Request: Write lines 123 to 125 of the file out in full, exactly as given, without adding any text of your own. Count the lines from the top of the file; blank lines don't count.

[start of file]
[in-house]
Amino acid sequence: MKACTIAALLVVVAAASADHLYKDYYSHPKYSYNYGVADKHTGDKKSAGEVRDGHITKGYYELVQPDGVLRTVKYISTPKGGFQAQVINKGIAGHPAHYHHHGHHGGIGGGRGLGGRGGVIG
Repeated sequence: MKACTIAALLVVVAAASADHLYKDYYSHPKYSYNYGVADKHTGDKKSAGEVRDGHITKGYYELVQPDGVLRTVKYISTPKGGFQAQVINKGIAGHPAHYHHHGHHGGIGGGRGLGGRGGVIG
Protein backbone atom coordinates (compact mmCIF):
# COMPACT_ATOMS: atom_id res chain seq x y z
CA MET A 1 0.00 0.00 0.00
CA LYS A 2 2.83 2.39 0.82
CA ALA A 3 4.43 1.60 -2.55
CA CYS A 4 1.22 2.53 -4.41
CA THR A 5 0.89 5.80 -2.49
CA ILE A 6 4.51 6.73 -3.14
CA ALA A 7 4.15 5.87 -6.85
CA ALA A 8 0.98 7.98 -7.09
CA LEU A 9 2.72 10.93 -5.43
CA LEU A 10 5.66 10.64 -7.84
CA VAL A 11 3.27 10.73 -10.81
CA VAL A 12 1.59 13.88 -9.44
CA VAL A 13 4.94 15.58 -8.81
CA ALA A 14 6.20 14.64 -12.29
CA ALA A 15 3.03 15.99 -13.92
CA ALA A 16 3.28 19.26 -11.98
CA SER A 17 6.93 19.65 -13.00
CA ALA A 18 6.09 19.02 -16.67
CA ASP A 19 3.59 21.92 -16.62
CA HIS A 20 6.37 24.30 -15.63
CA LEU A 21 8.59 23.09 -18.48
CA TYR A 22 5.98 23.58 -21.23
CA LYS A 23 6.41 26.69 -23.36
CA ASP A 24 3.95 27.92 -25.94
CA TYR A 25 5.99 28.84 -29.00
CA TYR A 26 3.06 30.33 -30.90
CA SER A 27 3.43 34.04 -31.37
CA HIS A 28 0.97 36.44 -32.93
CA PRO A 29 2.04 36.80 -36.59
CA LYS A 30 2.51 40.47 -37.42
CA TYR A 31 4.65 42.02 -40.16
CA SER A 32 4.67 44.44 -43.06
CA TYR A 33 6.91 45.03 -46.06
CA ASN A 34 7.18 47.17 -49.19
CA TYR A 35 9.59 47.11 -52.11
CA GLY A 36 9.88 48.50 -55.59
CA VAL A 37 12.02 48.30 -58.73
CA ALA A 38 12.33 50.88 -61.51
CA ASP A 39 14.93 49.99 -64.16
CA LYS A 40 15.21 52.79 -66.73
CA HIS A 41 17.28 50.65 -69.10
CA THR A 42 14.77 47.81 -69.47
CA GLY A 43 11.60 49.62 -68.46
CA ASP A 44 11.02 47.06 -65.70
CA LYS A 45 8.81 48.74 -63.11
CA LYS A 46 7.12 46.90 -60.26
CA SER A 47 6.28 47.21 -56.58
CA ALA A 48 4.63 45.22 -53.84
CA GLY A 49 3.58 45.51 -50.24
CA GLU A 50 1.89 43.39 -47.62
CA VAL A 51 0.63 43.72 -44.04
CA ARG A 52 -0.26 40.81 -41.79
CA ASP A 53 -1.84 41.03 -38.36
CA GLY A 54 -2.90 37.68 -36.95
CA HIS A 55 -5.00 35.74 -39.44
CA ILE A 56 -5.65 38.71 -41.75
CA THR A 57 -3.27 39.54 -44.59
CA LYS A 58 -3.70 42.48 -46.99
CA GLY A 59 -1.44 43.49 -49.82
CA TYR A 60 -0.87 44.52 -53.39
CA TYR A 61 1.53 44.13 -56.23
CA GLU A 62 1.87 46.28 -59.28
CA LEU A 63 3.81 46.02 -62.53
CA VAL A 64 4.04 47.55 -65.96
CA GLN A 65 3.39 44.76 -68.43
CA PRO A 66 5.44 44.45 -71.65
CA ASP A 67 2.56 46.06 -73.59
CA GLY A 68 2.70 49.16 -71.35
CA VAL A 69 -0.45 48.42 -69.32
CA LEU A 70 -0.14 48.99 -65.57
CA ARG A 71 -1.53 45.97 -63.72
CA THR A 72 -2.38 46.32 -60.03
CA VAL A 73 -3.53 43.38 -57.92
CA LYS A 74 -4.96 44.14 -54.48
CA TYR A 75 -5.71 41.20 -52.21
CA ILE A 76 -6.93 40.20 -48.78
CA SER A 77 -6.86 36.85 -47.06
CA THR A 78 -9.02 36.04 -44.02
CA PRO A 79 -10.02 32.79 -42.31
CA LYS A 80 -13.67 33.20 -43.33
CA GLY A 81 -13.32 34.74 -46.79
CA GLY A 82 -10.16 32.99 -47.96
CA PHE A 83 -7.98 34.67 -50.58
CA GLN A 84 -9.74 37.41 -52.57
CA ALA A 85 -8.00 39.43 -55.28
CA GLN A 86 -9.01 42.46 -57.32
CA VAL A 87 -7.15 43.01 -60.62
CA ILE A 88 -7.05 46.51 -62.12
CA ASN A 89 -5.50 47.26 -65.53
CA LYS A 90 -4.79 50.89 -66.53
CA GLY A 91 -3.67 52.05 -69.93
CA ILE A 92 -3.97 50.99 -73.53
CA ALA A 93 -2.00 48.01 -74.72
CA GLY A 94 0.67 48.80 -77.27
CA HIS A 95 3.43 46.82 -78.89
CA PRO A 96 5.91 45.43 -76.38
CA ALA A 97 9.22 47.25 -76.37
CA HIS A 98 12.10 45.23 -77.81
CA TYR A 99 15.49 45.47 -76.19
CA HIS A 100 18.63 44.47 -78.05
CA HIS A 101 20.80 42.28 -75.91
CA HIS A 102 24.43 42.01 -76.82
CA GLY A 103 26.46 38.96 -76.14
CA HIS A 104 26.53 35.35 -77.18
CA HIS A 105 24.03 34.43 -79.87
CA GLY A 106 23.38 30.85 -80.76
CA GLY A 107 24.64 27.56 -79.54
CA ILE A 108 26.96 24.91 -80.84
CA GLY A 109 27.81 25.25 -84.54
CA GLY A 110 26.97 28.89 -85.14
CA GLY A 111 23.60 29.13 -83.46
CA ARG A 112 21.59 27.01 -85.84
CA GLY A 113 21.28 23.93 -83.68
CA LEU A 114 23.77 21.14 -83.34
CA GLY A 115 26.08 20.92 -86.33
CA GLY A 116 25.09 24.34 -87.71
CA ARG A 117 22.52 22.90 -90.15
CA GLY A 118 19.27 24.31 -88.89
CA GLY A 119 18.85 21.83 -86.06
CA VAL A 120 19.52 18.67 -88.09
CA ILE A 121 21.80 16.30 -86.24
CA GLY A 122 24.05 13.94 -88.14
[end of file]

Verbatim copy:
CA GLY A 118 19.27 24.31 -88.89
CA GLY A 119 18.85 21.83 -86.06
CA VAL A 120 19.52 18.67 -88.09